The ideas

To be honest, a lot of ideas came to me during my journey, and they are coming all the time, so for me, it’s always a challenge to choose the right idea.

What was the right idea for me?

For me, it had to satisfy the following criteria:

  1. To be interesting for me to implement
  2. Not to be too complicated to implement (example: ML service; I know what it is and how to build and train not too complicated models but it’s really hard for me to find out how to use them in practice)
  3. To be an engineering challenge (or, not to be too easy to implement – it does not only make the project more interesting but also raises the threshold)
  4. Not to be based on the content (it’s hard for me to produce highly valuable content on a regular basis)
  5. To have competitors and successful products on the market (it’s obvious, no products – … no market for the idea?)
  6. I should be able to produce an MVP in some pretty short period of time (2-3 months).

This is a real bullshit

Can you imagine, this list does NOT have any mention of customers and their needs what was super stupid – as I realize it now. So, starting this journey, I’m going to refine the process of picking up an idea and the product adding one most important component – the users and their pain.

So, the priorities look now differently:

  1. Is it a painkiller or a delighter? (A painkiller is better)
  2. Do users really need it or they are pretty good with using substitutes?
  3. Which profits/result will they have?
  4. Am I able to implement MVP on my own? (What about the product itself? If I can’t create the final product, am I able to find a co-founder/a partner to help with it?)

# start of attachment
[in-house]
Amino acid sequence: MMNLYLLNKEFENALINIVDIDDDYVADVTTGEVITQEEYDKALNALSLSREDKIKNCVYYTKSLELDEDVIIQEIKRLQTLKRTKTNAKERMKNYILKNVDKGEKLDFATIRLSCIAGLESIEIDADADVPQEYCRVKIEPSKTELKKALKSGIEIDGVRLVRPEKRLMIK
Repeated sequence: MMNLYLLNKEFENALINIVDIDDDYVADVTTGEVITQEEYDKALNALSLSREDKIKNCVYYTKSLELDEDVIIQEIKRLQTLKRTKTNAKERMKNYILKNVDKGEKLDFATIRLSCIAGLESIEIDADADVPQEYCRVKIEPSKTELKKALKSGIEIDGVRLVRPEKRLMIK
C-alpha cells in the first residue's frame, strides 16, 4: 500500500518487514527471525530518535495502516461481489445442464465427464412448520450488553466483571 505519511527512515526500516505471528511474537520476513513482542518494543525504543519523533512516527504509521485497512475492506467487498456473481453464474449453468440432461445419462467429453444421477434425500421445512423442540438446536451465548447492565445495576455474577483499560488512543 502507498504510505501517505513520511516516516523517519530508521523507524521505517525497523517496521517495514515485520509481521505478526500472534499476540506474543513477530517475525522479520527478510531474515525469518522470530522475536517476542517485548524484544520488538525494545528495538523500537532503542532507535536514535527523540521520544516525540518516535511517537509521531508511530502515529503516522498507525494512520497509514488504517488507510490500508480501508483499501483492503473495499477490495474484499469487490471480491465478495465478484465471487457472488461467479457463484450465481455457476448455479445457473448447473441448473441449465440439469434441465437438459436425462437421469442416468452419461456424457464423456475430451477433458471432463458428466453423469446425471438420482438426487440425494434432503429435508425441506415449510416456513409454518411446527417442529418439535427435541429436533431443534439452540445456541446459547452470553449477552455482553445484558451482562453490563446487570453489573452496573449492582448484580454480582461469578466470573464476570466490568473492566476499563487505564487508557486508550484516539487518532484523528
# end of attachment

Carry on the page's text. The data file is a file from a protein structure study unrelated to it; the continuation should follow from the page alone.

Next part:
5. Is it challenging enough? (Or, in other words, is it a low- or high-hanging fruit?)
  6. How many competitors here? (If many, how I would distinguish from them, what would my USP (unique selling proposition)?)

I’ve picked up two ideas (one is a tool for learning a foreign language, and the second one – for creating videos online). I’ve already experimented a lot with technologies that could be used in both products and even created some kind of MVPs but abandoned all of them before, so I can consider the engineering part is done (i.e. they are feasible).

But there are still problems – I really do NOT know if my potential users would like:

  • to use them
  • to move to them from what they are using now
  • to pay for using them.

To figure it out, I’m going to do a comprehensive research and, maybe, customers interviews.

My primary thought was to start from the interview but this part looked too hard for me (yes, it so hard that made the mission just impossible) – so I really started thinking to give up thinking about a startup at all. But today I accidentally found another approach – instead of conducting interviews someone could do research into a real user’s pain. I don’t know if the method works or not, but I definitely can start with it.

I will tell in the next post, how I’m doing such kind of research and what I knew from them.